Once you’ve found general information about the unit, where it served, and what it did, you can dive deeper by looking for Air Force and Army morning reports and unit rosters, available from the National Archives in St. Louis. Army morning reports and unit rosters for the period 1912-1959 and all Air Force morning reports are archival records (accessible to anyone), while Army morning reports and unit rosters for the period 1960-1974 are federal records, accessible to individuals by written request. The National Archives provides more information about accessing these records here. Morning reports are daily records of changes in the personnel assigned to a unit, so be prepared to spend plenty of time researching them. (You may even wish to get help from a professional.) For an idea of what these records are like, you can see a sample World War II morning report from the 29th Infantry Division here, or click here for another example of a World War II Army morning report and an Air Force World War II enlisted roster.
In additional to the morning reports and unit rosters, which are records of the lowest-level organizational units (e.g., Army companies), you may be interested in finding operational records of the higher-level units (e.g., Army regiments, divisions, corps, and armies). The service history and heritage centers, as well as the U.S. National Archives, provide guidance for finding the original records of these higher-level units.
In addition, googling the unit may help you locate groups of veterans or historians associated with the unit–reunion groups, websites, and social media sites. For example, there is a historical society for the 99th Infantry Division, and a Facebook page for the historical society.
While your ancestor may have left little information on his or her military service, others associated with his unit may have left diaries, written memoirs, or contributed oral histories. To find them, you’ll need to use a multi-pronged search strategy. Start with a Google search for “diaries,” “memoirs,” or “oral history” plus the name of the military unit or the war. Next, check the service heritage sites. Check the Library of Congress American Folklife Center’s Veterans History Project. Check state and local historical societies for memoirs, diaries, and oral history projects. Keep track of where you have searched and what you have located.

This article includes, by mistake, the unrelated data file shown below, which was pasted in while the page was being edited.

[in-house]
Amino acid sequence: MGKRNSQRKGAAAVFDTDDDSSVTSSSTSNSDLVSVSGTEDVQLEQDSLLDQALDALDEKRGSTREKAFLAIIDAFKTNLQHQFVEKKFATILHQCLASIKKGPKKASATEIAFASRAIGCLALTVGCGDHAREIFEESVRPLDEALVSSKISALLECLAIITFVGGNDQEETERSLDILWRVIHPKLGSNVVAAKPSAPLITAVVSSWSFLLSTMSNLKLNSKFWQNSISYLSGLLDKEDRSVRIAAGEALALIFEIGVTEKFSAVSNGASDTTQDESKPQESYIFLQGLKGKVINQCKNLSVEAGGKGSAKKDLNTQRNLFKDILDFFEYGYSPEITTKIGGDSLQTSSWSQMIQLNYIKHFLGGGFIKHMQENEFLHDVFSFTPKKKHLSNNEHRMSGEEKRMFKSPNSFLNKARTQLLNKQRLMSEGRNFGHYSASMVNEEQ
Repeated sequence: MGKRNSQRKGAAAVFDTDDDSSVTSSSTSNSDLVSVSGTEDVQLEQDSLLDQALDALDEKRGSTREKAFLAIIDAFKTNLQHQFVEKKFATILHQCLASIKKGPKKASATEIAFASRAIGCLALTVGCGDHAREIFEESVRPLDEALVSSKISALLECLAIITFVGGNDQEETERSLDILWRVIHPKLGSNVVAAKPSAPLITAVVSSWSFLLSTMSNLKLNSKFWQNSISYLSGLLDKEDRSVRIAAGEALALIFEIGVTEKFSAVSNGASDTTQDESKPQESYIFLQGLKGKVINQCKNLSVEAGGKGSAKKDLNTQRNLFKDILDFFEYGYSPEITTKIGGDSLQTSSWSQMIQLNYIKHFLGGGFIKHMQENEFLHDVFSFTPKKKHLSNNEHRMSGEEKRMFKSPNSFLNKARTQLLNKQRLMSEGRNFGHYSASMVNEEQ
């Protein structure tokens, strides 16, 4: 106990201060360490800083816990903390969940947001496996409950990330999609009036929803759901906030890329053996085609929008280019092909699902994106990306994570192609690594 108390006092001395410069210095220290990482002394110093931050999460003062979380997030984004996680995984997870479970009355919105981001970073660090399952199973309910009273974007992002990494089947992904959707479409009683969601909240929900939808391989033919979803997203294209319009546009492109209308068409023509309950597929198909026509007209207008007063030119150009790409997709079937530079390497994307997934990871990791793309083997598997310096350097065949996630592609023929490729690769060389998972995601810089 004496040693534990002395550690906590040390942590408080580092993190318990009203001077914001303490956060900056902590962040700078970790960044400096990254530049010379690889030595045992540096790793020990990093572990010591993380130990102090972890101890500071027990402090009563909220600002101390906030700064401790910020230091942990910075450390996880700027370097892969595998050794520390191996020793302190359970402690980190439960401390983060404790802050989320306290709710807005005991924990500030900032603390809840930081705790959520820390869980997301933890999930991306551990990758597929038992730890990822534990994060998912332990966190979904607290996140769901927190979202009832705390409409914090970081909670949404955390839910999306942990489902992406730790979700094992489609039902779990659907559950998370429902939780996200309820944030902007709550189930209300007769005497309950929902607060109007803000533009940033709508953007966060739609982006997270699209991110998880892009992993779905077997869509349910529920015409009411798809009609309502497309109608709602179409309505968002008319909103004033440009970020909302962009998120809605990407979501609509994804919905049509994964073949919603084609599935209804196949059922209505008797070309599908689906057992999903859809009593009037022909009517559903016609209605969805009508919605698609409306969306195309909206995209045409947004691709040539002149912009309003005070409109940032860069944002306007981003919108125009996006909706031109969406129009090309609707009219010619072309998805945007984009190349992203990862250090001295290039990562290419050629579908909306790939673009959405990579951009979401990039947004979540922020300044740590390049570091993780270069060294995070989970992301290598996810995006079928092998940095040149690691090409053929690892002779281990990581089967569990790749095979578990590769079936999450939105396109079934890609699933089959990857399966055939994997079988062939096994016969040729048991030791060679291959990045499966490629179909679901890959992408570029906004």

And don’t forget to include photos in your search–you might find these in the collections of the National Archives, on the service historical sites, in the collections of state or local historical societies, or in private hands. Even if you can’t find labeled images of your ancestor, you can most likely find group shots of his or her unit and its operations that can give you an idea of what he or she experienced.
Researching the units in which your ancestor served leads naturally to researching the wars in which the unit participated, either on the Internet through Google searches and the websites of the service historical sites, or in books you can purchase or borrow from your local library. As you research, create maps and timelines to trace your ancestor’s service through space and time. Michael Lacopo’s Hoosier Daddy? blog has a series of great entries documenting the World War II service of Frank Strukel.[3. Start with Michael Lacopo, “Frank, Part III: Marching to War,” Hoosier Daddy? (http://roots4u.blogspot.com/2014/03/frank-part-iii-marching-to-war.html : accessed 7 June 2016), and be sure to read “A Momentary Interlude,” Hoosier Daddy? (http://roots4u.blogspot.com/2014/03/a-momentary-interlude.html : accessed 7 June 2016) about Michael’s sources.]
NOTE: Michael Lacopo is one of the featured speakers at this year’s 9th Annual North Star Conference, sponsored by the Minnesota Genealogical Society September 29 through October 1 in Edina, Minnesota. I will be a breakout speaker. Conference information is here on the MGS website.